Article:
In a report released 1 September, the National Institute of Standards and Technology (NIST) outlined seven strategic “grand challenges” in measurement, standardization, modeling and simulation where work is needed to strengthen the U.S. competitiveness in semiconductor technology and manufacturing.
The report provides a framework for NIST’s support of metrology research and development authorized in the recently enacted CHIPS and Science Act, which seeks to enhance U.S. competitiveness in this critical technology by supporting advances and breakthroughs for next-generation microelectronics.
The seven grand challenges include:
- Developing metrology for materials purity and properties
- Future microelectronics manufacturing
- Advanced packaging to integrate separately manufactured components
- Enhancing security of devices and components across the supply chain
- Improved tools for modeling and simulation of semiconductor materials, designs and components
- Improvements to the semiconductor manufacturing process
- The need to standardize new materials, processes and equipment
These priorities touch on a number of topics that will create future research opportunities of interest to IEEE members, ranging from computer modeling and simulation, to advanced packaging, as well as opportunities for IEEE standards.
The report was developed with inputs from a request for public information released in January 2022, and from feedback received during a pair of Semiconductor Metrology workshops convened by NIST in April, which engaged experts from industry, academia and government.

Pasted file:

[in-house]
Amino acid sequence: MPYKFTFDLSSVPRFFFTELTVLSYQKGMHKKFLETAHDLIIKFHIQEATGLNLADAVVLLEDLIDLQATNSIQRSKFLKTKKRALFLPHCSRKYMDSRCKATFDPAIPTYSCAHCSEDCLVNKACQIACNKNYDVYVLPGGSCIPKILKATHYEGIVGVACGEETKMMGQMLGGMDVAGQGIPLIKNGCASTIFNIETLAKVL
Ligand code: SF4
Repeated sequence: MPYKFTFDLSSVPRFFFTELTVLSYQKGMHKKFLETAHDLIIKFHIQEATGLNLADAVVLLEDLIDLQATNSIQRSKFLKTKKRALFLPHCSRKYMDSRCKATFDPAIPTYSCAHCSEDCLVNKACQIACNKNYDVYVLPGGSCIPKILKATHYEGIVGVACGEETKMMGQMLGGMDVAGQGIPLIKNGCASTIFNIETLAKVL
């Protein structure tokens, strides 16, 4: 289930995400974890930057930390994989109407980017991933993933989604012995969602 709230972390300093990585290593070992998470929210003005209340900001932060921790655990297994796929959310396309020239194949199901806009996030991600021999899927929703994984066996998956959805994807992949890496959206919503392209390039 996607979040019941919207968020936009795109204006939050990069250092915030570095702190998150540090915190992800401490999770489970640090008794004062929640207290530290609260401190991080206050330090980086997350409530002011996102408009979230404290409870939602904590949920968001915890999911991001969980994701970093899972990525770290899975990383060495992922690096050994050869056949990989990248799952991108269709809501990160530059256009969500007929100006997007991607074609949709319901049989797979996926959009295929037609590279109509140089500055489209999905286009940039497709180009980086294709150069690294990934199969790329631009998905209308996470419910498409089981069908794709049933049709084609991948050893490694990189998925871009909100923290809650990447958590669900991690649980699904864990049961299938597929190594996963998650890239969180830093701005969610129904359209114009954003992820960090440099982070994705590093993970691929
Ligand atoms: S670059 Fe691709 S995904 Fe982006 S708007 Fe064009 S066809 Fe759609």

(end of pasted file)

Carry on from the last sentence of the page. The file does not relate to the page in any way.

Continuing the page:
That public feedback confirmed that metrology is needed at all stages of semiconductor technology development, from basic and applied R&D in the laboratory to demonstrating proof of concept, prototyping at scale, factory fabrication, assembly and packaging, and performance verification prior to final deployment. As devices become smaller and more complex, the ability to measure, monitor, predict and ensure quality in manufacturing has become much more difficult.
“The measurement challenges impacting the U.S. semiconductor industry are at a critical stage and must be addressed if we are to ensure U.S. leadership in this important sector,” said Under Secretary of Commerce for Standards and Technology and NIST Director Laurie E. Locascio. “We’ve received extensive feedback from stakeholders across industry, academia and government that will help us provide urgently needed measurement services, standards, manufacturing methods and test beds and build even stronger partnerships with this industry.”
A new website — CHIPS.GOV — was also launched on 25 August to highlight the work being done by NIST and other federal agencies in support of the national semiconductor initiative authorized in the CHIPS and Science Act.
The NIST report on “Strategic Opportunities for U.S. Semiconductor Manufacturing” can be accessed at: https://nvlpubs.nist.gov/nistpubs/CHIPS/NIST.CHIPS.1000.pdf
A report summarizing the information captured through NIST’s request for public information can be reviewed at: https://nvlpubs.nist.gov/nistpubs/SpecialPublications/NIST.SP.1282.pdf